Yesterday, the American Cancer Society released a report showing that the overall death rate from cancer in the U.S. declined by 29% between 1991-2017. They conclude that this is largely due to progress in treating four major types of cancer – lung, breast, prostate and colorectal.
At roughly 10am this morning, President Trump tweeted about the news suggesting that his administration was at least partly responsible for the progress:
The tweet, sandwiched between another about his proposed Southern border wall and one about the stock market, was perhaps a little unusual in topic but undoubtedly universally good news for all Americans. However, it is highly unlikely that the Trump administration had anything to do with increasing cancer outcomes during this period.
Firstly, the data covered in the paper was collected between 1991 and 2017. Trump was inaugurated on January 20th 2017 and the statistics show a reduction in death rates since 1991, spanning several Presidents, both republicans and democrats. Between 2008 and 2017, featuring approximately a year of George W. Bush’s presidency and the whole of Obama’s two terms, the overall cancer death rates dropped by an average of 1.5% a year.
So, since Trump has only been in office for 1 out of the 26 years that the data in the new publication covers, it seems unlikely that he or his administration have much to do with it. It is true that between 2016 and 2017, there was a drop of 2.2%, but as most new cancer drugs take decades to develop, this is also highly unlikely to have anything to do with the Trump administration.
In fact, Trump tried to cut $ 4.5billion from the National Institute of Health (NIH) budget last year, but was unsuccessful. This followed several years of proposed cuts to science funding, including at the NIH. The NIH is home to the National Cancer Institute (NCI), which would have lost nearly $ 1 billion of funding in the deal. Trump ultimately ended up signing a budget that gave the NIH an increase in funding.
The drop in death rates is likely to be due to not just an improvement in one area of cancer treatment or prevention, but several. For example, people with lung cancer who would have previously lived for only a short term after diagnosis are now benefiting from a variety of new targeted therapies which are keeping them alive for much longer. The number of people who use tobacco in the U.S. has also steadily declined, reducing the incidence of lung cancer and likely several other cancer types too.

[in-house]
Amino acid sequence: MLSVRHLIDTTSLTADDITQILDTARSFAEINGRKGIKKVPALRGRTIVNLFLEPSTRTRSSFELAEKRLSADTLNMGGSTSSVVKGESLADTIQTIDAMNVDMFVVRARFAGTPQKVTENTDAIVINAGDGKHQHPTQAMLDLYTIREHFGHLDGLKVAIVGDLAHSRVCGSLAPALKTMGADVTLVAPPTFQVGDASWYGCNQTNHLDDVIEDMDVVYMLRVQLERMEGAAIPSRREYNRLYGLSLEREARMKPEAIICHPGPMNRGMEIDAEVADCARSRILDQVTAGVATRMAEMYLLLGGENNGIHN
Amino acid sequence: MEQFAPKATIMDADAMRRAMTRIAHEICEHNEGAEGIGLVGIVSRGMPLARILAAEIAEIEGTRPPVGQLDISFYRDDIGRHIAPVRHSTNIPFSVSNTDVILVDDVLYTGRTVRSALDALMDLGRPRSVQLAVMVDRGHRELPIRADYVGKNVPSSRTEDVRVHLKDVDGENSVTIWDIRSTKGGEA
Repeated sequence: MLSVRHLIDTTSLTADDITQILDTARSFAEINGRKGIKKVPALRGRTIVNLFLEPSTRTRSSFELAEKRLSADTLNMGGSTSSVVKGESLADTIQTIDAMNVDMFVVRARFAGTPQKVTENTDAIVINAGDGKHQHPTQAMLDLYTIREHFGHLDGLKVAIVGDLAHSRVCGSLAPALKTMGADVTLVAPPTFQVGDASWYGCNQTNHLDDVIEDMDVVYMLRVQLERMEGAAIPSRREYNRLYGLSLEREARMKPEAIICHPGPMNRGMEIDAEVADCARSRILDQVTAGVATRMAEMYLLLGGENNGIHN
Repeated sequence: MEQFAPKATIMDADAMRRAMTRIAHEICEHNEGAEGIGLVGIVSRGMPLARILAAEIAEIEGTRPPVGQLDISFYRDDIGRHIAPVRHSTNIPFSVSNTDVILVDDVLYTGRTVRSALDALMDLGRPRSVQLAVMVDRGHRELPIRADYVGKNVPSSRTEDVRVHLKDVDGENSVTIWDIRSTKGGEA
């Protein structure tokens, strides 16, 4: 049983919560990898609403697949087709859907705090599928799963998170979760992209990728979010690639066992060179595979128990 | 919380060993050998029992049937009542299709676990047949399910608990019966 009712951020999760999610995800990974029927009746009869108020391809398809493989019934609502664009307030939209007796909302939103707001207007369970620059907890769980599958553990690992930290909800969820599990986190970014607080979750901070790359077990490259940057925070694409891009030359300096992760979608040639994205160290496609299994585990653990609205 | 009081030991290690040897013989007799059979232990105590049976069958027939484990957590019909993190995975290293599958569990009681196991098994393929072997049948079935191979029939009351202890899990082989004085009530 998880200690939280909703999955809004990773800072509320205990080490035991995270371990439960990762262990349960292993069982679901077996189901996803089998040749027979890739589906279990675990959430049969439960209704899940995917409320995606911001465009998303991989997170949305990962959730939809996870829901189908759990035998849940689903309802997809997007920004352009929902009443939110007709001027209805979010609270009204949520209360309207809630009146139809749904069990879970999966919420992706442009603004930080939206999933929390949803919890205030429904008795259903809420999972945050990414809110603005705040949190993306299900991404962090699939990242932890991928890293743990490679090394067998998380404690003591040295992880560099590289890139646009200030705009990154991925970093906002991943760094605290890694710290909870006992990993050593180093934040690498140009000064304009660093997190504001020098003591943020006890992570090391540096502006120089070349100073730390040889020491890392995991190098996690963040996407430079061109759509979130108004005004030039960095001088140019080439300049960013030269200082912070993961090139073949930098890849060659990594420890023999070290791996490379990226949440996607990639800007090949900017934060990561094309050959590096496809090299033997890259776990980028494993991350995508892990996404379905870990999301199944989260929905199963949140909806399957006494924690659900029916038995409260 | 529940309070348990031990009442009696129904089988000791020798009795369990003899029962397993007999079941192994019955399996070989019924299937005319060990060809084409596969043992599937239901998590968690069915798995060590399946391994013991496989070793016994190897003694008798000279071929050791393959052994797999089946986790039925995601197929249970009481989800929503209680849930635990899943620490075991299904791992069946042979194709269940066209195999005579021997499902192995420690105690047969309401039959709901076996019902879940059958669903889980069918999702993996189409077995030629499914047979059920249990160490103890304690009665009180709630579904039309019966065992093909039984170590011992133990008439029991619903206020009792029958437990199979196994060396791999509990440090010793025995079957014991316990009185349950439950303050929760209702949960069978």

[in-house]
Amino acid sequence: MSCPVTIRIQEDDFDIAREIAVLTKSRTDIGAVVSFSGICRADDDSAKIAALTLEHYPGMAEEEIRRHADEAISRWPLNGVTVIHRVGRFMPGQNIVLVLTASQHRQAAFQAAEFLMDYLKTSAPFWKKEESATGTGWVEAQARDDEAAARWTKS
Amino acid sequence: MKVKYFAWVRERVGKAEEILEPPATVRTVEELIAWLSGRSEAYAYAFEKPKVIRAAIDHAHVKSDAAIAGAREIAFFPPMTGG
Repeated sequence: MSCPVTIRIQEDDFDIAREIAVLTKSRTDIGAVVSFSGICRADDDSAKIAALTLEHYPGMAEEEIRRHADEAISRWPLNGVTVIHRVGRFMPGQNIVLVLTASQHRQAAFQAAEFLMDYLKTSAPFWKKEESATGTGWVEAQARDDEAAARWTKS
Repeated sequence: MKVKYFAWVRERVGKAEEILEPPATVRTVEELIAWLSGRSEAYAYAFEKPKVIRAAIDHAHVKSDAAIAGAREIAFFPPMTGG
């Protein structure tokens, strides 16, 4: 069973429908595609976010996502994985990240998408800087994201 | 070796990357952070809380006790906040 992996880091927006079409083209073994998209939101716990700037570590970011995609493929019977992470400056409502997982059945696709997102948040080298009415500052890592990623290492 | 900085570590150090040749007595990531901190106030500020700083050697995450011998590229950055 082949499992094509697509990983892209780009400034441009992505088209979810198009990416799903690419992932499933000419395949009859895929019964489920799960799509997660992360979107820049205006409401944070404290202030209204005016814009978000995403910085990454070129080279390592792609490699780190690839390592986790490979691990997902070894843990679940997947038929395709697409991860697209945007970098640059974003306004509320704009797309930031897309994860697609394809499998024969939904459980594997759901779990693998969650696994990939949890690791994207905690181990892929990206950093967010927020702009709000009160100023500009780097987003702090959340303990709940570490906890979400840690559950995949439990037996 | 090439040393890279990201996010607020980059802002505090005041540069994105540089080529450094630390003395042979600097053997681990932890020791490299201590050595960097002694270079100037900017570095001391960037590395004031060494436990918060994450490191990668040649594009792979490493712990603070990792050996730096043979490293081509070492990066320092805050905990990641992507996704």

Similarly for breast cancer, early detection and a class of new targeted therapies tailored to the specific genetic faults which cause tumors, are far more likely to be responsible. The development of these drugs, through to FDA-approval often takes decades, meaning that Trump was somewhere between businessman and reality TV star when most of these drugs were being developed.
The first therapy to specifically targeted genetic faults in cancer was a drug called Gleevec (Imatinib), approved by the FDA in 2001 for a deadly type of leukemia. In the same year, Trump registered as a democrat, 15 years before he was elected as a republican president.
The reduction in death rates from cancer has not happened overnight. It is the culmination of ongoing work by hundreds of thousands of people from around the world to develop better treatments, early detection methods and better care for those with cancer.
We are sometimes only now feeling the benefits of breakthroughs made in the last millennium as 2018’s Nobel prize won by MD Anderson’s Jim Allison proves. Allison was instrumental in doing the early groundwork on immunotherapy and the treatments developed from this work are now extending the lives of thousands of patients with previously incurable cancers. But, some of Allison’s most important research was done in the mid 1990’s and the first immune checkpoint blocking therapy to come from this work, ipilimumab, was only approved in 2011.
Science, particularly the development of new cancer therapies, takes considerable time. Perhaps the Trump administration will be able to claim credit for advances in cancer treatment and survival in years to come, but to do so now is disingenuous and misleading.